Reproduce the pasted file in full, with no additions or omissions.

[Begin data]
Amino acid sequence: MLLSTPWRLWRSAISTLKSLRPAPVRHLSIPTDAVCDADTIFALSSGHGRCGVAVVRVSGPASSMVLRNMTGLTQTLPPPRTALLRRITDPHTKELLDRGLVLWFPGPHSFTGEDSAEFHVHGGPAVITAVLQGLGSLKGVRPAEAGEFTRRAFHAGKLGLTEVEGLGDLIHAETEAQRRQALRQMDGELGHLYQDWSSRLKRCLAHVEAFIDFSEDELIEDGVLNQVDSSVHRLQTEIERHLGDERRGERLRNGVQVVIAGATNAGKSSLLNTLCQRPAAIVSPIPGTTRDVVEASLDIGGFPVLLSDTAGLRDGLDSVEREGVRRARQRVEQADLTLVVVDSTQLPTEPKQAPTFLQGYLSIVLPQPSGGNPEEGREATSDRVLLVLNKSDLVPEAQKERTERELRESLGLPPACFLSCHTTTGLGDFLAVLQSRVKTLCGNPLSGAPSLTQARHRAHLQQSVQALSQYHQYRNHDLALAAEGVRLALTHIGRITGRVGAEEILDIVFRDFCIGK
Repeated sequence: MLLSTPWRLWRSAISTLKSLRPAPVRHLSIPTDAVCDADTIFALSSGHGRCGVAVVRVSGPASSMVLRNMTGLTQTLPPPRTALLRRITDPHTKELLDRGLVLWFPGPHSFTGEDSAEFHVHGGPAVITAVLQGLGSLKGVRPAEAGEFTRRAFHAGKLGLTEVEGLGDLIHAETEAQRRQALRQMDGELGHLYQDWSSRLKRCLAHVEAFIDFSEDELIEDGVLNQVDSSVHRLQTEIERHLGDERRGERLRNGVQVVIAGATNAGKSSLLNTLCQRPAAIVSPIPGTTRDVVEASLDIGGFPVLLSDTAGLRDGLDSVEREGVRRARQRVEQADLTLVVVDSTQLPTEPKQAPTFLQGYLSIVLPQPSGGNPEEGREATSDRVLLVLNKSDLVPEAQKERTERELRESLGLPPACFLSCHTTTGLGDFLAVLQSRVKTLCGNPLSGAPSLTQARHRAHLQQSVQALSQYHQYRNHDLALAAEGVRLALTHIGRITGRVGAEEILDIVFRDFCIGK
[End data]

Amino acid sequence: MLLSTPWRLWRSAISTLKSLRPAPVRHLSIPTDAVCDADTIFALSSGHGRCGVAVVRVSGPASSMVLRNMTGLTQTLPPPRTALLRRITDPHTKELLDRGLVLWFPGPHSFTGEDSAEFHVHGGPAVITAVLQGLGSLKGVRPAEAGEFTRRAFHAGKLGLTEVEGLGDLIHAETEAQRRQALRQMDGELGHLYQDWSSRLKRCLAHVEAFIDFSEDELIEDGVLNQVDSSVHRLQTEIERHLGDERRGERLRNGVQVVIAGATNAGKSSLLNTLCQRPAAIVSPIPGTTRDVVEASLDIGGFPVLLSDTAGLRDGLDSVEREGVRRARQRVEQADLTLVVVDSTQLPTEPKQAPTFLQGYLSIVLPQPSGGNPEEGREATSDRVLLVLNKSDLVPEAQKERTERELRESLGLPPACFLSCHTTTGLGDFLAVLQSRVKTLCGNPLSGAPSLTQARHRAHLQQSVQALSQYHQYRNHDLALAAEGVRLALTHIGRITGRVGAEEILDIVFRDFCIGK
Repeated sequence: MLLSTPWRLWRSAISTLKSLRPAPVRHLSIPTDAVCDADTIFALSSGHGRCGVAVVRVSGPASSMVLRNMTGLTQTLPPPRTALLRRITDPHTKELLDRGLVLWFPGPHSFTGEDSAEFHVHGGPAVITAVLQGLGSLKGVRPAEAGEFTRRAFHAGKLGLTEVEGLGDLIHAETEAQRRQALRQMDGELGHLYQDWSSRLKRCLAHVEAFIDFSEDELIEDGVLNQVDSSVHRLQTEIERHLGDERRGERLRNGVQVVIAGATNAGKSSLLNTLCQRPAAIVSPIPGTTRDVVEASLDIGGFPVLLSDTAGLRDGLDSVEREGVRRARQRVEQADLTLVVVDSTQLPTEPKQAPTFLQGYLSIVLPQPSGGNPEEGREATSDRVLLVLNKSDLVPEAQKERTERELRESLGLPPACFLSCHTTTGLGDFLAVLQSRVKTLCGNPLSGAPSLTQARHRAHLQQSVQALSQYHQYRNHDLALAAEGVRLALTHIGRITGRVGAEEILDIVFRDFCIGK